Ishmael Houston-Jones is a remarkable artist committed to the themes of social justice and personal witness that are the bedrock of black dance in America, yet he boldly embraces the conceptual and technical innovations of late-'80s postmodernism.
At Los Angeles Contemporary Exhibitions on Thursday, the New York-based improvisational performer danced out alternately fearful and angry responses to the racist and militarist lyrics of country ditties (“f/i/s/s/i/o/n/i/n/g”), naked except for his high-topped shoes, red and white socks--and a black kerchief-mask (with a caricature grin) across his face.
In “Dead,” he read (on tape) the names of all the people he could remember who had died in his lifetime, accompanying this litany with sudden spiraling falls, painful shifts of position on the floor and weary rises to begin the cycle anew. Sometimes flickers of expressive motion suggested the person named; elsewhere mere submission to process became a nonliteral yet intense dance-drama.
“Relatives” began with Houston-Jones literally dancing in the dark, his actions defined essentially through the audience’s sense of smell: What sounded like rocks being rolled on the floor proved, unmistakably, to be mothballs.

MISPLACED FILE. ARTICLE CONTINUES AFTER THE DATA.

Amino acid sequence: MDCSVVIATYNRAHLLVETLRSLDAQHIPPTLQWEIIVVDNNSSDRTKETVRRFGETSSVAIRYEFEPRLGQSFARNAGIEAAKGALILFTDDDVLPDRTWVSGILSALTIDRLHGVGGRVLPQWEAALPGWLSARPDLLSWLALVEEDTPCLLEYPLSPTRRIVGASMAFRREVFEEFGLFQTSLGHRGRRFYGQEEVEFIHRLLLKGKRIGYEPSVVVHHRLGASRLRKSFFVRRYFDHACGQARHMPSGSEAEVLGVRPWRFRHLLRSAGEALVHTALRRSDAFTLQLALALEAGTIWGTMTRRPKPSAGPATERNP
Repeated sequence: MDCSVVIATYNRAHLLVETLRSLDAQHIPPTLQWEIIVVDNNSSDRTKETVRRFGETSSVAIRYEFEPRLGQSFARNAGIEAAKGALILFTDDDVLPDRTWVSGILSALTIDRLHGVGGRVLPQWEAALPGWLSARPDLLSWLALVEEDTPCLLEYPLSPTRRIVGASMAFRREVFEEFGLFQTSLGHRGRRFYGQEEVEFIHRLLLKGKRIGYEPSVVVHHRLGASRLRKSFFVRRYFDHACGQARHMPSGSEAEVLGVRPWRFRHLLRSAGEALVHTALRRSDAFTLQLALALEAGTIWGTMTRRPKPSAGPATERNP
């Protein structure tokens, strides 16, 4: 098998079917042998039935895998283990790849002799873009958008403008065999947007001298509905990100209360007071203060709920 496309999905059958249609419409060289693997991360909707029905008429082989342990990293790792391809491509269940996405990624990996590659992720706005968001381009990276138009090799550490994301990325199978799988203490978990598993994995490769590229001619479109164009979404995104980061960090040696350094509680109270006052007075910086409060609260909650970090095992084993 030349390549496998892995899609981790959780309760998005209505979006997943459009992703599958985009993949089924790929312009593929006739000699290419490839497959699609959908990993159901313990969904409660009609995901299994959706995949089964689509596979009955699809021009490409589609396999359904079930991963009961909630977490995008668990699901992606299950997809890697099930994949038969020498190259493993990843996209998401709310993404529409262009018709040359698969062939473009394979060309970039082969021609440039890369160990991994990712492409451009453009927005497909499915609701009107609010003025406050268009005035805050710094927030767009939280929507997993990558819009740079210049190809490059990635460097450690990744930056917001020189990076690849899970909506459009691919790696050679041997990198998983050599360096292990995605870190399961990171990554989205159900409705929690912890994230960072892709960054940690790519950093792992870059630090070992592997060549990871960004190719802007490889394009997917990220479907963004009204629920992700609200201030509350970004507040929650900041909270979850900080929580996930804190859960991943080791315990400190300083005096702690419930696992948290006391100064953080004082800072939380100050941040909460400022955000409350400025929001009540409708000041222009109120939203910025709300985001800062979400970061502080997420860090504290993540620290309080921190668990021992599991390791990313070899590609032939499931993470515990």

Soon after this quirky perceptual gambit, he carried his mother, Pauline Jones, onto the stage. While she dyed eggs and spoke about her family history, he improvised a rhythmic dance-counterpoint to her speech.
Among its other achievements, this unassuming duet brilliantly objectified many of the conditions for any successful relationship: accommodating oneself to the other person’s rhythms, allowing that person private space, accepting eccentricities and digressions.
Houston-Jones and his mom obviously feel that family continuity is something to talk about-- and dance about. What a heartening and unexpected Christmas message from the New York avant-garde.
Final performance tonight at 8.